Hancock Lab

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Publication Link: https://www.frontiersin.org/articles/10.3389/fimmu.2023.1167917/full 

Introduction: Severe COVID-19 and non-COVID-19 pulmonary sepsis share pathophysiological, immunological, and clinical features. To what extent they share mechanistically-based gene expression trajectories throughout hospitalization was unknown. Our objective was to compare gene expression trajectories between severe COVID-19 patients and contemporaneous non-COVID-19 severe sepsis patients in the intensive care unit (ICU).

Methods: In this prospective single-center observational cohort study, whole blood was drawn from 20 COVID-19 patients and 22 non-COVID-19 adult sepsis patients at two timepoints: ICU admission and approximately a week later. RNA-Seq was performed on whole blood to identify differentially expressed genes and significantly enriched pathways.

Results: At ICU admission, despite COVID-19 patients being almost clinically indistinguishable from non-COVID-19 sepsis patients, COVID-19 patients had 1,215 differentially expressed genes compared to non-COVID-19 sepsis patients. After one week in the ICU, the number of differentially expressed genes dropped to just 9 genes. This drop coincided with decreased expression of antiviral genes and relatively increased expression of heme metabolism genes over time in COVID-19 patients, eventually reaching expression levels seen in non-COVID-19 sepsis patients. Both groups also had similar underlying immune dysfunction, with upregulation of immune processes such as “Interleukin-1 signaling” and “Interleukin-6/JAK/STAT3 signaling” throughout disease compared to healthy controls.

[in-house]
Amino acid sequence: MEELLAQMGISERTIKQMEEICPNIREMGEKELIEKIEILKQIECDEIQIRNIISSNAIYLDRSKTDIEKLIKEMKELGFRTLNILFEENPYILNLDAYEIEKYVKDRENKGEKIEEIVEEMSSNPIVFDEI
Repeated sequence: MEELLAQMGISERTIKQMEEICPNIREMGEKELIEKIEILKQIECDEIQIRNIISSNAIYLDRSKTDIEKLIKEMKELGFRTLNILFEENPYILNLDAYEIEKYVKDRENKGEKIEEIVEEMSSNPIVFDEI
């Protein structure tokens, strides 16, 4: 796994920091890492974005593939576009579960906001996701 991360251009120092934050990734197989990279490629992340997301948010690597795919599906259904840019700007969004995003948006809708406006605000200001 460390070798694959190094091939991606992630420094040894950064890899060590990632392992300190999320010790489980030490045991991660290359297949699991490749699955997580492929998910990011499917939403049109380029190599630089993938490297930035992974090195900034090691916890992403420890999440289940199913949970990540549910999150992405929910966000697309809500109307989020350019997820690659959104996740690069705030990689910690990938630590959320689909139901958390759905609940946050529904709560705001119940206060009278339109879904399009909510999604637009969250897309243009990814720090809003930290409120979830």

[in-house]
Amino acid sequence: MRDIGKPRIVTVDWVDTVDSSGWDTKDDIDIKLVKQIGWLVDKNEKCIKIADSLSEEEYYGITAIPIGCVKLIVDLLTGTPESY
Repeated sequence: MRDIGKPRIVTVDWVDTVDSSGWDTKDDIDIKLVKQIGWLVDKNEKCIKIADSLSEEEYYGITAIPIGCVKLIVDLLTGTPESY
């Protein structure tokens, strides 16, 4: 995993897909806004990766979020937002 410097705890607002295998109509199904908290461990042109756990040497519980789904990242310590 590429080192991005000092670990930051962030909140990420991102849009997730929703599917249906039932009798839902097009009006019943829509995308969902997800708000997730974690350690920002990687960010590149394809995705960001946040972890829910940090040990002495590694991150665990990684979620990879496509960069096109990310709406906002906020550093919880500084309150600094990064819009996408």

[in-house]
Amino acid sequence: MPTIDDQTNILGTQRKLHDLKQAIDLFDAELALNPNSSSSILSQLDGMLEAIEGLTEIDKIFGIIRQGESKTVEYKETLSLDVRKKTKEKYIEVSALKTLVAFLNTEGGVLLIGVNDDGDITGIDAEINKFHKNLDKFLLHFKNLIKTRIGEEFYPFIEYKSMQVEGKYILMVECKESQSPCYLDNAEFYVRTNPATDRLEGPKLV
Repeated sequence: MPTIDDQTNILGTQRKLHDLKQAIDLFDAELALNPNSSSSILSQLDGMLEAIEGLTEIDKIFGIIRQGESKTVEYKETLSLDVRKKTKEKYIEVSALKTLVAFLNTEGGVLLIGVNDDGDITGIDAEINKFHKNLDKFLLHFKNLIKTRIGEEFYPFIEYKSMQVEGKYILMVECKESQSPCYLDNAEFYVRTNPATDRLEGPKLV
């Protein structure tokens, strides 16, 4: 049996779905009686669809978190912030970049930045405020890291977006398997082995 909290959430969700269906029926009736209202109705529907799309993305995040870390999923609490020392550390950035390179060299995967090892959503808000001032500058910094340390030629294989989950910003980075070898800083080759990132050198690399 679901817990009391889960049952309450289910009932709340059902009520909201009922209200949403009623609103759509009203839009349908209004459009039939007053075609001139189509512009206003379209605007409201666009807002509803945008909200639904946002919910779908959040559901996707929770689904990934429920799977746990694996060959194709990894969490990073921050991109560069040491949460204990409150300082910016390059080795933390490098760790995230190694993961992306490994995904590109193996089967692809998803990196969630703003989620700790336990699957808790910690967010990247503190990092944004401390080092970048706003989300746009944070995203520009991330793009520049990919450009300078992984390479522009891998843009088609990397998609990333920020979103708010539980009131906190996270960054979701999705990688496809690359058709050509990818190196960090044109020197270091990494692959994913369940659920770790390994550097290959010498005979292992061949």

Discussion: Early on, COVID-19 patients had elevated antiviral responses and suppressed heme metabolism processes compared to non-COVID-19 severe sepsis patients, although both had similar underlying immune dysfunction. However, after one week in the ICU, these diseases became indistinguishable on a gene expression level. These findings highlight the importance of early antiviral treatment for COVID-19, the potential for heme-related therapeutics, and consideration of immunomodulatory therapies for both diseases to treat shared immune dysfunction.